Academic journal article
By Sexton, Julie M.
Journal of Geoscience Education , Vol. 60, No. 2
Rivers are important surficial geologic processes that shape Earth's landscape. Students' conceptions of river features and processes serve as a foundation for their learning of new river concepts. Despite the importance of rivers and students' conceptions of them, little research has focused on identifying students' river conceptions. This study investigated students' conceptions of the role of river processes in canyon formation. In-depth interviews with 18 college students were conducted, and students' responses were analyzed using a modified version of constant comparative analysis. Students' conceptions fell into three categories: incomplete scientific conceptions, alternative conceptions, and incomplete scientific-alternative conceptions. Students with incomplete scientific conceptions thought that rivers carved canyons and did not recognize the connection between surficial processes and base level changes in forming a canyon. Students with alternative conceptions thought that catastrophic processes such as earthquakes form canyons or that canyons do not undergo a formation process at all (i.e., they have always been there). Students with incomplete scientific-alternative conceptions thought that catastrophic processes initiated canyon formation (similar to those students who held alternative conceptions) but also thought that rivers contributed to the process of canyon formation (similar to those students who held incomplete scientific conceptions). These findings add to the growing knowledge base of geoscience conceptions and have implications for improving geoscience teaching strategies. © 2012 National Association of Geoscience Teachers. [DOI: 10.5804/11-249.1]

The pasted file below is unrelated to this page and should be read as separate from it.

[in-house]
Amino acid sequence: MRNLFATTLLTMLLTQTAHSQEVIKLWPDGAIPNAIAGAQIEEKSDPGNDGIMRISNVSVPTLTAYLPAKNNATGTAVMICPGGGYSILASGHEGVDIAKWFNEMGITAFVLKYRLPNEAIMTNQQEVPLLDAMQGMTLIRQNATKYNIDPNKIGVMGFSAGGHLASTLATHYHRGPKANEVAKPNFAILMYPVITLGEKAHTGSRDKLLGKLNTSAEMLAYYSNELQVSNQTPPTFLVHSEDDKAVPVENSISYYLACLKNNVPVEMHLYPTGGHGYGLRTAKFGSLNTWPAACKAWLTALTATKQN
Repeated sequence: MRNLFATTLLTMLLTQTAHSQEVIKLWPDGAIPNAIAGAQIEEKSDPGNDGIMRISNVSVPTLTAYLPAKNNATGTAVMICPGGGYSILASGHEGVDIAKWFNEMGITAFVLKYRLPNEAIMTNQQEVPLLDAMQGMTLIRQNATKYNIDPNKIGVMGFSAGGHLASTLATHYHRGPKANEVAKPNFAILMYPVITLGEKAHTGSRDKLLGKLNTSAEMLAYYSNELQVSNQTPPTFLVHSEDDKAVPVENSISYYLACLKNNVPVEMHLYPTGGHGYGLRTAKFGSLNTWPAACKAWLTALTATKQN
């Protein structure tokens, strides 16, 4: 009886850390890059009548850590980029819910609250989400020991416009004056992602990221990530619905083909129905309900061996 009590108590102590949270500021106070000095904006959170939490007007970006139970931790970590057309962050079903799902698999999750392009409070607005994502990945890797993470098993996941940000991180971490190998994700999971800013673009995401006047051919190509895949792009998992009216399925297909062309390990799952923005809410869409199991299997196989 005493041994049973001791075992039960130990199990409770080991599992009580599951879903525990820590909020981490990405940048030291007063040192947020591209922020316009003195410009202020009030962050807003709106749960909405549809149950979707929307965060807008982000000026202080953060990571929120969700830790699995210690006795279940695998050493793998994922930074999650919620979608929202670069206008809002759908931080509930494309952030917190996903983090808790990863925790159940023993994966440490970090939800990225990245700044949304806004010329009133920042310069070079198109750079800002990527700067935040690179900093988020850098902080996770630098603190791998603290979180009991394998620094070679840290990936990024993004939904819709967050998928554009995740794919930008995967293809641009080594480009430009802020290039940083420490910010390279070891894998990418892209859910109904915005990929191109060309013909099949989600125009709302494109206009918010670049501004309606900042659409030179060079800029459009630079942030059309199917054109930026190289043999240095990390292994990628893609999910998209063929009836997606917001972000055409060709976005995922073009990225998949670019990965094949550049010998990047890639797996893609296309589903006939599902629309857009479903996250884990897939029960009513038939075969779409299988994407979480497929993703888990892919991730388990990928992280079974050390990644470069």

Key words: conception, college student, river, stream, surficial process, geomorphology, qualitative research
Research during the past 35 y has demonstrated that students bring their own ideas, or conceptions, of the natural world to the science classroom and use them to organize, interpret, and learn new science topics (Driver et al., 1994; Wandersee et al., 1994; Bransford et al., 2000; Scott et al., 2007). Students' conceptions that agree with accepted scientific explanations are called scientific conceptions. Students' conceptions that differ from accepted scientific explanations are called alternative conceptions (Hewson and Hewson, 1983, p. 732). When educators know students' conceptions, they can design curricula and classroom instruction that will best modify alternative conceptions and strengthen scientific conceptions (Driver and Oldham, 1986; Wandersee et al., 1994; Vosniadou and Ioannides, 1998).
Most of the research on students' conceptions has been in the field of physics, so an extensive research base on students' physics conceptions now exists (Wandersee et al, 1994; Libarkin and Kurdziel, 2001; Duit, 2004; Duit et al., 2007). In a review of the literature, Libarkin and Kurdziel (2001) concluded that during the 1970s, 1980s, and early 1990s, few studies investigated students' conceptions of geoscience topics. In the past 25 y, the number of published studies to uncover students' conceptions of geology topics has been growing, but there is still a significant lack of understanding in this area (Dove, 1998; Libarkin and Kurdziel, 2001; King, 2008; Cheek, 2010). This study helps to fill this gap by exploring students' conceptions of a geoscience concept, specifically, the role of rivers in canyon formation.
The National Science Education Standards recommends that students understand the water cycle, the role of rivers in that cycle, and the role of surficial processes in forming and destroying landforms (National Research Council, 1996). The Earth Science Literacy Initiative developed a set of ideas that Americans should know about the geosciences (Wysession, 2009). In that set of ideas, the Earth Science Literacy Initiative suggests that Americans should understand river processes and the formation of landscape features. …